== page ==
A Day in Waseda
Waseda, home to Waseda University in Shinjuku-ku and only about 15 minutes by JR and metro lines from Shinjuku station, is one of my favourite areas in Tokyo. It's where I go for my weekly shakuhachi lessons (Japanese traditional, vertically-blown bamboo flute) and so I often spend a relaxing afternoon, happily mooching around there. So here's my suggested day's itinerary, allowing you to also enjoy Waseda's beautiful parks, bizarre architecture, peaceful temple and my hands-down favourite cafe in Tokyo.
10am: Eisei Bunko Museum & Basho Hermitage
Get the day off to a cultural start at the Eisei Bunko Museum. The museum, established by a descendant of the 16th Feudal Lord of the Hosokawa clan in the 1950s, is home to national treasures and thousands of artifacts amassed by the Hosokawa family throughout their 700 year history. Therefore, it’s a great way to see a variety of traditional Japanese items; from masks carved for use in Noh theatre to priceless tea bowls used in tea ceremonies, from samurai armour to Buddhist statues from as early as the 6th Century, there is something to interest everyone. Special exhibitions vary; throughout April, the museum will be exhibiting works and artifacts relating to Kumamoto Castle and Kato Kiyomasa, the feudal lord of Kumamoto during the Edo Period, who established the castle.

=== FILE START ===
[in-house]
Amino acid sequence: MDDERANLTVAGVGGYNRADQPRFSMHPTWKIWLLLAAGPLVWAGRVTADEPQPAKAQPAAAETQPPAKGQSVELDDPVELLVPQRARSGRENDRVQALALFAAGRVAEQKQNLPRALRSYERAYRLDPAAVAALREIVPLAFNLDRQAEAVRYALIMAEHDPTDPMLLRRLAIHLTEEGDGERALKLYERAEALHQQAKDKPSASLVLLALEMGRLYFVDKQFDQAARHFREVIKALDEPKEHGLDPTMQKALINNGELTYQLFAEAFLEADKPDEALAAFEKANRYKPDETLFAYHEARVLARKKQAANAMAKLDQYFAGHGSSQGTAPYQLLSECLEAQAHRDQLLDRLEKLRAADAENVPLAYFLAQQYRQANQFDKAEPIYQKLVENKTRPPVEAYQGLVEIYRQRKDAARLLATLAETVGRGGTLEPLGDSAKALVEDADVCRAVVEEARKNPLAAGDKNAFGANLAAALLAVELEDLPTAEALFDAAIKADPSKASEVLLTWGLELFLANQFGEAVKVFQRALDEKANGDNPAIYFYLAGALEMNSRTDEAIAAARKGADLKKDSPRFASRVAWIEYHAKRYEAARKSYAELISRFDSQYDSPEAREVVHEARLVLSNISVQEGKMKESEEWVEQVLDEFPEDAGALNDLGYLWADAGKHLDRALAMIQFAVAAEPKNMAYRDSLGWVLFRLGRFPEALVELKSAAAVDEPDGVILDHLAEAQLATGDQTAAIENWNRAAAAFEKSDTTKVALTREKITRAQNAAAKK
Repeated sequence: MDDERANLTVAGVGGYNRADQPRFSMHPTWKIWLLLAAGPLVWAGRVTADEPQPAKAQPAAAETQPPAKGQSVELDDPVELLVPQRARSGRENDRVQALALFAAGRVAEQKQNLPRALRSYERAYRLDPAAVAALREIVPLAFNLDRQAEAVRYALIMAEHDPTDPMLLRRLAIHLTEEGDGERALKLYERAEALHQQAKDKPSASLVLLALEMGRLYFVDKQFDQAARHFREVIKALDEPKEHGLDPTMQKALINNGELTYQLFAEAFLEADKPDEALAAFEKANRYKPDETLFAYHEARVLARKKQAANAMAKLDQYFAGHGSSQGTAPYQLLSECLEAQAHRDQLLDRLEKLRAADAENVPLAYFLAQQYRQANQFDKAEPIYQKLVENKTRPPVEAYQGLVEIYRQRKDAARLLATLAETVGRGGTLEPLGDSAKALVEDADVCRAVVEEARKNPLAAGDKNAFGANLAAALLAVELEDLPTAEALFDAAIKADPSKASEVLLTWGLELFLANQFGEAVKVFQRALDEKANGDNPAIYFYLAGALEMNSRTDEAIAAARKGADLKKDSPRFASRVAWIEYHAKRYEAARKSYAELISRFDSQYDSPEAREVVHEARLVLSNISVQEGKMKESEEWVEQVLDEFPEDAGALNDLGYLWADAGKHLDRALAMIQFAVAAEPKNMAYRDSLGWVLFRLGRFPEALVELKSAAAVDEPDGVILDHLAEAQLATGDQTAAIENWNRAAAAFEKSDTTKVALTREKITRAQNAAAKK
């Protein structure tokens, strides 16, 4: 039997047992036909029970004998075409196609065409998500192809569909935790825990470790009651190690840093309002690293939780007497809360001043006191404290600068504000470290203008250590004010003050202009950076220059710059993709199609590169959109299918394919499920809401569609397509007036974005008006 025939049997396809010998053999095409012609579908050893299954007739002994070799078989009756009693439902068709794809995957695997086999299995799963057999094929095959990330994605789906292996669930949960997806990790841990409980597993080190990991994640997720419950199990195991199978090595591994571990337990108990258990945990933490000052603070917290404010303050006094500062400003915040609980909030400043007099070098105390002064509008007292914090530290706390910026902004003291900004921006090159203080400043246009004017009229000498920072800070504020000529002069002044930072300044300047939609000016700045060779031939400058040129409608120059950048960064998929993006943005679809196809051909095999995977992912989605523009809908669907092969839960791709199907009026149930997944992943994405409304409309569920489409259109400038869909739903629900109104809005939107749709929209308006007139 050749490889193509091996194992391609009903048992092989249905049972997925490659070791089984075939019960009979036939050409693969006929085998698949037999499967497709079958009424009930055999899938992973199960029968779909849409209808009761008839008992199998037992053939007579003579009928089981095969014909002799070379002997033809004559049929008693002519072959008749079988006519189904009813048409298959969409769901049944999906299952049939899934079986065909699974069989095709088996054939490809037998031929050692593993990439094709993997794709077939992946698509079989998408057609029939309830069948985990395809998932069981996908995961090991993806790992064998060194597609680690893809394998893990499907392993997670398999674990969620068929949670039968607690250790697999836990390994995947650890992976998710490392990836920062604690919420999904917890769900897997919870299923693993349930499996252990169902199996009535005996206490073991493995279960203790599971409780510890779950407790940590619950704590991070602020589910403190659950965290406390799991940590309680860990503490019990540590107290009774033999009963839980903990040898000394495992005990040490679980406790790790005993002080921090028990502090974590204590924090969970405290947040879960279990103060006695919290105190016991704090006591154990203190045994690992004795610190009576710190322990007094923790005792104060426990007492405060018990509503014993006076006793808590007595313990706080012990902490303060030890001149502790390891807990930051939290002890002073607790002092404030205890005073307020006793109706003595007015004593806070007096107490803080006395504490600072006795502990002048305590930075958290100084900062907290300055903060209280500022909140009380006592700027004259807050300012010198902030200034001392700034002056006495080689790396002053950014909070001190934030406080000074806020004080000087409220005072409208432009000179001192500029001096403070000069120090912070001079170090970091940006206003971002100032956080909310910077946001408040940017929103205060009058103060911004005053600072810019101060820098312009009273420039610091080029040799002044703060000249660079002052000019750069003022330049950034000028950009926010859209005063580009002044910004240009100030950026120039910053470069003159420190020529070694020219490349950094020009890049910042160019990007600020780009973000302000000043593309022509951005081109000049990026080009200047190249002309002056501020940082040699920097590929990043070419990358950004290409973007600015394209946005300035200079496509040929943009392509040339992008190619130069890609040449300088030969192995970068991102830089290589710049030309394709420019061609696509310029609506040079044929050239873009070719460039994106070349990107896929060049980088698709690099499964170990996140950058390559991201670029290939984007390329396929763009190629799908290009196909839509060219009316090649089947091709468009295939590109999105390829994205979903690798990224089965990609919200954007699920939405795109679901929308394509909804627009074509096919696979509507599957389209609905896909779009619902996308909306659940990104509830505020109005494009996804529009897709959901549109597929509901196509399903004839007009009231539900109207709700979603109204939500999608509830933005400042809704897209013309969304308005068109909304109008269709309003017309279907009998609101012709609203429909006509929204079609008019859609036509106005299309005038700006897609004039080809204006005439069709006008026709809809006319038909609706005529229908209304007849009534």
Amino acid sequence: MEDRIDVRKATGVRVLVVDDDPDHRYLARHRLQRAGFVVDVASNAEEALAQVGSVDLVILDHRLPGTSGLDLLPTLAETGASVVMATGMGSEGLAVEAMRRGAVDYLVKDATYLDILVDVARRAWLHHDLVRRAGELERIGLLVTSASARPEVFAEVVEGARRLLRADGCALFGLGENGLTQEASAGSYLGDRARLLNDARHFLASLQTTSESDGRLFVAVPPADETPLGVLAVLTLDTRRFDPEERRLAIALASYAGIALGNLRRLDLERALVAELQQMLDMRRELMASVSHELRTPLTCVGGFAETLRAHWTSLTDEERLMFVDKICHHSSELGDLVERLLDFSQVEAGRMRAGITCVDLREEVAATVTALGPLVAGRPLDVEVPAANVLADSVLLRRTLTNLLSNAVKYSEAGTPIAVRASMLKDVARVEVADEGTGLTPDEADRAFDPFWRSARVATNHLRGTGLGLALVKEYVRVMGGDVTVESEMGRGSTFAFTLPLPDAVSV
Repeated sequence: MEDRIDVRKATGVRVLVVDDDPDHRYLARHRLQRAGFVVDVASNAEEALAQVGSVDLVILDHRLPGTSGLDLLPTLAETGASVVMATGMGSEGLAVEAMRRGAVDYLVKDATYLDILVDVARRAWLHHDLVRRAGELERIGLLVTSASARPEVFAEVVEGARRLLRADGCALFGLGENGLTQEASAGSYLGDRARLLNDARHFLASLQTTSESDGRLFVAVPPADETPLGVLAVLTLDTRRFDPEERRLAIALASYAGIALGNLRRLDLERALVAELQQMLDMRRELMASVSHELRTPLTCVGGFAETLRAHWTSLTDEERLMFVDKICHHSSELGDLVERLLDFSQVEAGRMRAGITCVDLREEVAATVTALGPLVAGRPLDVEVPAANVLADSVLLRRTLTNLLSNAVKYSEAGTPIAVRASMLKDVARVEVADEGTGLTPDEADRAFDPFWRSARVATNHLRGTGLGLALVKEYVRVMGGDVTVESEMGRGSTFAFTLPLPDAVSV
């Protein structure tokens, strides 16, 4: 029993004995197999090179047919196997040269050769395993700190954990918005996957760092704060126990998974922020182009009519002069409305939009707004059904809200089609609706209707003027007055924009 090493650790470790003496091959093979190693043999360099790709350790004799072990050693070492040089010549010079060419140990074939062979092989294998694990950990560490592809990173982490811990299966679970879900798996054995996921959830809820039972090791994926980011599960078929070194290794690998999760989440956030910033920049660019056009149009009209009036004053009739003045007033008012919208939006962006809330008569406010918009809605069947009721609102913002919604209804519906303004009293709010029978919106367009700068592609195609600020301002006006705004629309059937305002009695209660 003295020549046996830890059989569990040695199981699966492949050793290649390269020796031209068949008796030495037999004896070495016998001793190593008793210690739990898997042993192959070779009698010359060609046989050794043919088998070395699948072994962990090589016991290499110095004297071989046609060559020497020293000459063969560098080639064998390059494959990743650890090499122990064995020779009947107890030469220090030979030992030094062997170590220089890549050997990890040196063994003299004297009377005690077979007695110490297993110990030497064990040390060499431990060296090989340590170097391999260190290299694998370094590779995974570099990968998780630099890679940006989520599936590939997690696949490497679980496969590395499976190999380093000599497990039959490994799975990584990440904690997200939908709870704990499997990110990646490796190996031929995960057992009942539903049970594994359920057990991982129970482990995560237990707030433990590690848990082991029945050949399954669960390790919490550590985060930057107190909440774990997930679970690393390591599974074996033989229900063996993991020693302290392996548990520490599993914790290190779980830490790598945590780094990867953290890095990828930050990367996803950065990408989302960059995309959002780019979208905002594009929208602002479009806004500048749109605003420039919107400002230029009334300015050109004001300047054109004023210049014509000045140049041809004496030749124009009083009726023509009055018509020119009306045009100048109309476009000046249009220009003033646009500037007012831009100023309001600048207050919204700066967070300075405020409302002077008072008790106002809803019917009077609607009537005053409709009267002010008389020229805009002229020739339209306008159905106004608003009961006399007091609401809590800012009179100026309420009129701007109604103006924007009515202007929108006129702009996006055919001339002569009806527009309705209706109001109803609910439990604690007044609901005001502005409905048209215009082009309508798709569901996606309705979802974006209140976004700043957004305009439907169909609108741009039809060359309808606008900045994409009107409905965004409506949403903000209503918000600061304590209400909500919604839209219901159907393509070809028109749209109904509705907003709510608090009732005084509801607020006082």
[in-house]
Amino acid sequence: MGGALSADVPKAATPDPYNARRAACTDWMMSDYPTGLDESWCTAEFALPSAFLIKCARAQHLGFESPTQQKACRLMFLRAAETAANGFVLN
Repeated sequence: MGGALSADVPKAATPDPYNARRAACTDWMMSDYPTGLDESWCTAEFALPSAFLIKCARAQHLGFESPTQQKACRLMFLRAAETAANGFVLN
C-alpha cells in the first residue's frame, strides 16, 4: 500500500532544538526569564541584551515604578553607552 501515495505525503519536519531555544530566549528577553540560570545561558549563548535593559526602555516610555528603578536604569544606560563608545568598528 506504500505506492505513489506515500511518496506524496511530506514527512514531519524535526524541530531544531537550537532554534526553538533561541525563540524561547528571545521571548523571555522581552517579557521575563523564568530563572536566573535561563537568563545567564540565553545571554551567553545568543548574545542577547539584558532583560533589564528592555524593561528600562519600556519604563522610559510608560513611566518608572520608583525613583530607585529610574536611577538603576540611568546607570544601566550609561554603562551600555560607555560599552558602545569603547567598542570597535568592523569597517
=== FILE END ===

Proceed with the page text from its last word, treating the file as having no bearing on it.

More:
Eisei Bunko Museum
Access: Tuesday-Sunday, 10am-4.30pm (last entry: 4pm).
Adult ticket: 800 yen, Senior: 600 yen, Student: 400 yen, Middle school and younger: free.
Address: 1-1-1 Mejirodai, Bunkyo-ku 112-0015. 15 minute walk from Waseda Station (Tozai line) or Edogawabashi (Yurakucho line)
On your way down the hill, heading from the museum towards the Kanda River, you will see the tiny Basho Hermitage (関口芭蕉庵, sekiguchi bashouan) — a small house on your left where arguably Japan’s most famous poet, Matsuo Basho (1644～1694) lived for 3 years. Between 10am-4.30pm, Tuesday, Thursday and Friday, you can enter the beautiful garden of the great master of haiku — for free!
Sakura in the garden of the Basho Hermitage
Autumn leaves and koi carp in the garden of the Basho hermitage
12pm: Higo Hosokawa Park or Hotel Chinzanso
Once you have descended the hill from the museum and Basho hermitage, you will be facing the Kanda River (certainly a must-see in early April - cherry blossom season!) You could then either turn right to head to the newly re-opened Higo Hosokawa Park, or turn left to explore the beautiful grounds of Hotel Chinzanso.
Higo Hosokawa Park (formally known as Shin-Edogawa Garden) is a Japanese-style stroll garden with a large pond at the centre, also originally established by the Hosokawa family. There is an observation floor and events are often held in the ‘Shouseikaku’, the building situated where the residence of the Hosokawa family once was. The grounds are stunning in any season; the autumn leaves made quite an impression on me!
Autumn leaves in the Higo Hosokawa Garden
Hours: Shouseikaku is open 9:00 am-9:00 pm. The observation floor is open until 5:00 pm.
Garden Hours：9:00 am-5:00 pm (last admission 4:30 pm), February to October.
9:00 am-4:30 pm (last admission 4:00 pm), November to January.
(Closed: December 28th to January 4th)
Address: 1-1, Mejirodai, Bunkyo-ku, Tokyo